In England, traditionalists can take some comfort from the fact that FA Council approval is currently required for any change of name from the Premier League down the Isthmian and Northern Premier Leagues.  Fortunately any change in ‘playing name’ cannot be done overnight – an application needs to be submitted prior to 1 March for the following season (FA rules, page 97)

Headlines were made recently when a potential take-over of Bury by Rangers was muted. Although the story was swiftly denied, the idea was apparently for Bury to play Football League home games at Ibrox in a blue shirts and, ultimately, change their name back to Rangers.  It all sounds rather fanciful until we recall events at Wimbledon – the club moved to Milton Keynes and in 2004, the Football League approved the change in club name to MK Dons. 

As the FFP requirements start to bite, clubs will increasingly come under pressure to raise income. We should also consider how the Premier League bosses would react to a proposed change in club name for purely commercial reasons.  They are unlikely to be at all keen on the idea of selling team naming rights.  However, it would be deeply embarrassing for the Premier League to have one or more of their top clubs excluded from the Champions League because they could not meet the FFP criteria. It remains to be seen, but perhaps Peter Scudamore (the champion of the 39th game), or one of his successors, might view team naming rights as the lesser of two evils.

The FA aren’t as rooted in the past as many would believe and perhaps we shouldn’t rely on them indefinitely to protect our current value structure.  We should remember how things have changed since 1975 – it now seems inconceivable that the FA would once have insisted that Fulham stick tape on their boots for the good of the game.

Across Europe there are some notable examples of clubs that have considered changing their playing name for commercial reasons:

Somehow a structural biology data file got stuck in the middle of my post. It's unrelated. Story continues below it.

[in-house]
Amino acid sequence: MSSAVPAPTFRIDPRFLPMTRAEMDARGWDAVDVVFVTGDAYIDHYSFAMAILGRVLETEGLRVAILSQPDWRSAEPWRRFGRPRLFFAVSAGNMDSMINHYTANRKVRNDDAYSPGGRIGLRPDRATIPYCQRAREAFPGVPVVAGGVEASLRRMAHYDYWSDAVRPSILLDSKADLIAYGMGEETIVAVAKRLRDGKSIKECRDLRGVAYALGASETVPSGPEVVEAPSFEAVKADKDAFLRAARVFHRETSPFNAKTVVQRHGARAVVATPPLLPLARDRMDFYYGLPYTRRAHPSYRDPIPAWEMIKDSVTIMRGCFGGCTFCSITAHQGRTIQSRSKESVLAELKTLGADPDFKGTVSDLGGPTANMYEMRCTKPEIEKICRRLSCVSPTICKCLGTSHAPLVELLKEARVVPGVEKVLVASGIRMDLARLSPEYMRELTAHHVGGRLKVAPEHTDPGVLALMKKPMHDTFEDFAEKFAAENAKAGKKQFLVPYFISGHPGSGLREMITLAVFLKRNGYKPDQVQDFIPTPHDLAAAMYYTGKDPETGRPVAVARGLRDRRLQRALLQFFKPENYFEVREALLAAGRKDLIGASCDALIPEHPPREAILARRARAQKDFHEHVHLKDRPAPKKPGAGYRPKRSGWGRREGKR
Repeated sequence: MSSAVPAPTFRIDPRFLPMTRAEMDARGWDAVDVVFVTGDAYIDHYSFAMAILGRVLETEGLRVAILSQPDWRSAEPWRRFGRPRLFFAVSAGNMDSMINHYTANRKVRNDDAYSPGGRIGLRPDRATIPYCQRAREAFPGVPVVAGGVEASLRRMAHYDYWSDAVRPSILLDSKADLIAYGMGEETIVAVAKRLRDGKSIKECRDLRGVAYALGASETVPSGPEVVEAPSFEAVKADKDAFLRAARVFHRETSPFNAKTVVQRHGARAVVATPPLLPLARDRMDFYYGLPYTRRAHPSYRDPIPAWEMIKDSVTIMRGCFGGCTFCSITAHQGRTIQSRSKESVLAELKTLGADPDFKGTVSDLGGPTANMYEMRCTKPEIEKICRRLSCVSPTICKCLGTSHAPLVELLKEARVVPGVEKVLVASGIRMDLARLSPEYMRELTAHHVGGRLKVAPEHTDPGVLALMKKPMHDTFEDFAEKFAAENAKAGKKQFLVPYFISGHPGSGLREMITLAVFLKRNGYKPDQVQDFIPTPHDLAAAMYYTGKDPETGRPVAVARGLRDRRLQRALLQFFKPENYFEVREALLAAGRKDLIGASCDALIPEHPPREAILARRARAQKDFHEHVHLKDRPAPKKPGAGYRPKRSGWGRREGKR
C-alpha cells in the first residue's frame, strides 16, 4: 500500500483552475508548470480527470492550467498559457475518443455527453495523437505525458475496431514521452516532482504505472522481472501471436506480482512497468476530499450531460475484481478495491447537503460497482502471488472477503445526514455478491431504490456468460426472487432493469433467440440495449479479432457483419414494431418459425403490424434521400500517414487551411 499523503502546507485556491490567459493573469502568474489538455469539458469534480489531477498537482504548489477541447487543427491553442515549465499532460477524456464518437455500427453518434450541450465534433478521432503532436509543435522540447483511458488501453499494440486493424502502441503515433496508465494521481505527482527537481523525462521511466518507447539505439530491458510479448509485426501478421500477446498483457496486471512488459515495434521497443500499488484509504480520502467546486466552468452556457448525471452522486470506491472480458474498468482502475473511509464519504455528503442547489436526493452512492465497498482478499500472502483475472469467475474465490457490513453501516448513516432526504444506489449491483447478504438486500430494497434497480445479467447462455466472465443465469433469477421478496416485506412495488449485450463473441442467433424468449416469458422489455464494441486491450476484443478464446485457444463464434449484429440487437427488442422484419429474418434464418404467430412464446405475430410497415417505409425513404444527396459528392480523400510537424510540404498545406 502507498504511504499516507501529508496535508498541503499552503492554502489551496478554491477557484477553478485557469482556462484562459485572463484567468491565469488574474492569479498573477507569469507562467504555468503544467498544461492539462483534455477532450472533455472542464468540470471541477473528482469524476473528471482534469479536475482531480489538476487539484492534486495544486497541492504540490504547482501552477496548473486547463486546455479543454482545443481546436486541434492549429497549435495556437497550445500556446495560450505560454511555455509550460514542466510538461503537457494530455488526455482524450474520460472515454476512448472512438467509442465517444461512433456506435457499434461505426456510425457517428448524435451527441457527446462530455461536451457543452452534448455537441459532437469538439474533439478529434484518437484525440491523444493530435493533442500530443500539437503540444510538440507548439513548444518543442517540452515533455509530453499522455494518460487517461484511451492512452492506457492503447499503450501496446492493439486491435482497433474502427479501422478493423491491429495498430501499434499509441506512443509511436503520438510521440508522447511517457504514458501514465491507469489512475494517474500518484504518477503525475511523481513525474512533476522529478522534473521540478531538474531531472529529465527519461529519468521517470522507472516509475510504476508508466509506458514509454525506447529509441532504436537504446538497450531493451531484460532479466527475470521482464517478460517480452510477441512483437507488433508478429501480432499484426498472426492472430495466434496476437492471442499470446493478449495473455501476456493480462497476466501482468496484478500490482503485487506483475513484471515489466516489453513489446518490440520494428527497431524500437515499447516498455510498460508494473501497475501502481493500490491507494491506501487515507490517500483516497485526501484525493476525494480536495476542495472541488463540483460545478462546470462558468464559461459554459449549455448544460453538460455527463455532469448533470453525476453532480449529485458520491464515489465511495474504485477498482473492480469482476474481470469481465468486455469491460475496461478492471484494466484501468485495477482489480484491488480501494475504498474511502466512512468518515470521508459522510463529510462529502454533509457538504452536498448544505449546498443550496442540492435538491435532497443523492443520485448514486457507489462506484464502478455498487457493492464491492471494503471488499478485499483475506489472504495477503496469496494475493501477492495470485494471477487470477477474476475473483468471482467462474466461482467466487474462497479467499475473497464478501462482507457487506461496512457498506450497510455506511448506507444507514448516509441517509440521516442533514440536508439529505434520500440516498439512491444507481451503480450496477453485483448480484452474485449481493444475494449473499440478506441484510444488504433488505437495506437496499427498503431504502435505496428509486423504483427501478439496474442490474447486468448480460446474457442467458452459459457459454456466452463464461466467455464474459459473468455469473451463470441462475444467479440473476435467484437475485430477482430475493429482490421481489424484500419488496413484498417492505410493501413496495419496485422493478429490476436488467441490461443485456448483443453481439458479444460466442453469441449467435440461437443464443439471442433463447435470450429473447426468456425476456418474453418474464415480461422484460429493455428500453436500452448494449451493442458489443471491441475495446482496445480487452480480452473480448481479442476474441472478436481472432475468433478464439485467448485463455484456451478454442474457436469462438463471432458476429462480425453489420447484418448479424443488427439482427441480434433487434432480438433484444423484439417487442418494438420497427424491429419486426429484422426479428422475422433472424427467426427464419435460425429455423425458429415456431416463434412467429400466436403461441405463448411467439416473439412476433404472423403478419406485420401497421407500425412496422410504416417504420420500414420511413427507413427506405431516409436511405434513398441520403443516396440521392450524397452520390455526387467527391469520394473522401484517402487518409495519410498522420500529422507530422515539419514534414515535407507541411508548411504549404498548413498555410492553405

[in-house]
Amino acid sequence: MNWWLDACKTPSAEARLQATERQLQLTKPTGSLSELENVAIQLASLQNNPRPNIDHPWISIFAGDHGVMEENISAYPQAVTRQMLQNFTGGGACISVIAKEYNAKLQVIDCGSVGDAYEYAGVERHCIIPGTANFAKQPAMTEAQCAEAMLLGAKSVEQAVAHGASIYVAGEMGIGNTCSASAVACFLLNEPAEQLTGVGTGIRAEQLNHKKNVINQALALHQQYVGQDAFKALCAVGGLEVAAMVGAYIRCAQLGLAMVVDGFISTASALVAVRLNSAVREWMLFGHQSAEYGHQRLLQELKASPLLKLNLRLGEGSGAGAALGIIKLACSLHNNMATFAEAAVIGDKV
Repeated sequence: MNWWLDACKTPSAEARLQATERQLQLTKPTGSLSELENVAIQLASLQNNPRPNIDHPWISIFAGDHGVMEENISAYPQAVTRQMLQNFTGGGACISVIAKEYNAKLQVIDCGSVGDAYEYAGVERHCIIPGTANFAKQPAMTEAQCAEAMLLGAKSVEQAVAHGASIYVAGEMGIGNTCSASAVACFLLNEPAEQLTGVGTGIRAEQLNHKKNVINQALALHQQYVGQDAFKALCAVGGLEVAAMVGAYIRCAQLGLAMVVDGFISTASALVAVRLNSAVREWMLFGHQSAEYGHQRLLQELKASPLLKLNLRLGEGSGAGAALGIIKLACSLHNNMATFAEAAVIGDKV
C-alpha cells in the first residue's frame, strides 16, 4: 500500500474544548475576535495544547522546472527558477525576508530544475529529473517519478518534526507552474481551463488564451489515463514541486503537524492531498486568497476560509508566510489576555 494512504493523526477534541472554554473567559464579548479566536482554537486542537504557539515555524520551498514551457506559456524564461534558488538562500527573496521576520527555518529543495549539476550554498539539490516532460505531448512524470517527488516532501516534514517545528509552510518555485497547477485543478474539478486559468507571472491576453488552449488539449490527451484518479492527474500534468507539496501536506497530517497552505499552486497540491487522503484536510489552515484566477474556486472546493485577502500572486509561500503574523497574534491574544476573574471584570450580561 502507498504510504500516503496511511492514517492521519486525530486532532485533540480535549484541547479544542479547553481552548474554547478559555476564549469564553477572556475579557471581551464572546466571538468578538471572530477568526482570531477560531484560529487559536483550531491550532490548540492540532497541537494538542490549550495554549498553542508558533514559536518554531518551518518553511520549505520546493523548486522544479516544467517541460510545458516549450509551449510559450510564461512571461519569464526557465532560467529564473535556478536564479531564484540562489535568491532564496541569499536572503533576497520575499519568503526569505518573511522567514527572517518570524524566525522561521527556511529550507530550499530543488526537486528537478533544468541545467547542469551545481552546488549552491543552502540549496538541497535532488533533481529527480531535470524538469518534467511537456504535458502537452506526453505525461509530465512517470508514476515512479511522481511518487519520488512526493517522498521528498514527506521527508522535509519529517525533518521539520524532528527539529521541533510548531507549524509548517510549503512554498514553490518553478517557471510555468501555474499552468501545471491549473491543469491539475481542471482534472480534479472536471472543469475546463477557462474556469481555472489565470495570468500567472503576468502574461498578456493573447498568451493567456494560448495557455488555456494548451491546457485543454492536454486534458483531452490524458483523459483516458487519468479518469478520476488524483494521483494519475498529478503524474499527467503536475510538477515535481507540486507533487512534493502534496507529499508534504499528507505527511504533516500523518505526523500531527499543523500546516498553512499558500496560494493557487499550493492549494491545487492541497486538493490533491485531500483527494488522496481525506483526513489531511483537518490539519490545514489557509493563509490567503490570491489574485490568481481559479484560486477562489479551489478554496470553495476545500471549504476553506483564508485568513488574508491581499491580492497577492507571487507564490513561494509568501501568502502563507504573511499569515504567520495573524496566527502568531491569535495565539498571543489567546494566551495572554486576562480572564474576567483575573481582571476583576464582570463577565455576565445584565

Getafe/Team Dubai

Last year, it was announced that La Liga team Getafe had been bought for around E90m by the Royal Emirates Group and would in future be known as Team Dubai.  It has since transpired that the REG have more in common with the Portsmouth’s former Arabian owners, than Sheikh Mansour.  The funding for the purchase has  stalled.

SV Austria Salzburg/Red Bull Salzburg

Red Bull Salzburg took over ownership in 2005 and have since changed the name, moved to a new stadium and changed the strip from purple to the Red Bull can colours (with, unsurprisingly, a bull on their badge).  A splinter club has been formed under the old name and plays in the third tier of Austrian football.

PSV/Philips SV

PSV stands for Philips Sport Vereniging (Philips Sport Union) and for a couple of seasons tried to rebrand themselves as Philips SV.  This change wasn’t very effective and was unpopular with the fans and the club has stopped pushing the Philips name.

Llansantffraid/Total Network Solutions/The New Saints

After winning the Welsh Cup in 1996 and qualifying for the Cup Winners Cup, Llansantffraid FC (nicknamed ‘The Saints’) accepted £250,000 from an IT company and became Total Network Solutions Llansantffraid FC.  The ‘Llansantffraid’ was soon dropped and the club was generally referred to as ‘TNS’ by fans.  In 2006, British Telecom took over the IT company and the sponsorship ended.  After trying to sell their naming rights on ebay, the club settled on the name “The New Saints FC”.